by Kathleen McLaughlin
A “haunting” (Anne Helen Petersen, author of Can’t Even) and deeply personal investigation of an underground for-profit medical industry and the American underclass it drains for blood and profit.
Journalist Kathleen McLaughlin knew she’d found a treatment that worked on her rare autoimmune disorder. She had no idea it had been drawn from the veins of America’s most vulnerable.
So begins McLaughlin’s ten-year investigation researching and reporting on the $20-billion-a year business she found at the other end of her medication, revealing an industry that targets America’s most economically vulnerable for immense profit.
Assigned to work in China, McLaughlin hesitated to utilize that country’s scandal-plagued plasma supply—outbreaks throughout the 1990s and early 2000s struck thousands with blood-borne diseases as impoverished areas of the country were milked for blood with reckless abandon. Instead, McLaughlin becomes her own runner, hiding American plasma in her luggage during trips from the United States to China. She finishes the job, but never could get the plasma story out of her head. Suspicions become certainties when a source from the past, a visiting Chinese researcher, warns McLaughlin of troubling echoes between America’s domestic plasma supply chain and the one she’d seen spin out into chaos in China.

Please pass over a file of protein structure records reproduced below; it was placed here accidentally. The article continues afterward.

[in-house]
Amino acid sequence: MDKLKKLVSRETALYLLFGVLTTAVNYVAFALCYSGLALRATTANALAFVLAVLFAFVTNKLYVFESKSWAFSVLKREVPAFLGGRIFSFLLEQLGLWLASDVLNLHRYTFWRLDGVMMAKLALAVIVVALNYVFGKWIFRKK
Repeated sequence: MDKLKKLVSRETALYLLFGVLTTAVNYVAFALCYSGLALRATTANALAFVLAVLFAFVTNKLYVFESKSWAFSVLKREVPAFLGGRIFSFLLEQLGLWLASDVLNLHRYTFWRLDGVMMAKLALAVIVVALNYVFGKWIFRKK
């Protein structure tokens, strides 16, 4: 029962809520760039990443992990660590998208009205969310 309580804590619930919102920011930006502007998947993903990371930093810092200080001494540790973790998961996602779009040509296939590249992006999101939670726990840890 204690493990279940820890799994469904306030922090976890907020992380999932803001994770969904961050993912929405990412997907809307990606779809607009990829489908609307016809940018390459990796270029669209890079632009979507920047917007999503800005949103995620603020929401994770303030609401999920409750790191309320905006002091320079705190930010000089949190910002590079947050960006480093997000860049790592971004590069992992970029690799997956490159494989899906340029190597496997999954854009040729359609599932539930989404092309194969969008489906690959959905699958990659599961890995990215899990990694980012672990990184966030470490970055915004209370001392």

Blood Money shares McLaughlin’s decade-long mission to learn the full story of where her medicine comes from. She travels the United States in search of the truth about human blood plasma and learns that twenty million Americans each year sell their plasma for profit—a human-derived commodity extracted inside our borders to be processed and packaged for retail across the globe. She investigates the thin evidence pharmaceutical companies have used to push plasma as a wonder drug for everything from COVID-19 to wrinkled skin. And she unearths an American economic crisis hidden in plain sight: single mothers, college students, laid-off Rust Belt auto workers, and a booming blood market at America’s southern border, where collection agencies target Mexican citizens willing to cross over and sell their plasma for substandard pay.
McLaughlin’s findings push her to ask difficult questions about her own complicity in this wheel of exploitation, as both a patient in need and a customer who stands to benefit from the suffering of others. Blood Money weaves together McLaughlin’s personal battle to overcome illness as a working American with an electrifying exposé of capitalism run amok in a searing portrait that shows what happens when big business is allowed to feed unchecked on those least empowered to fight back.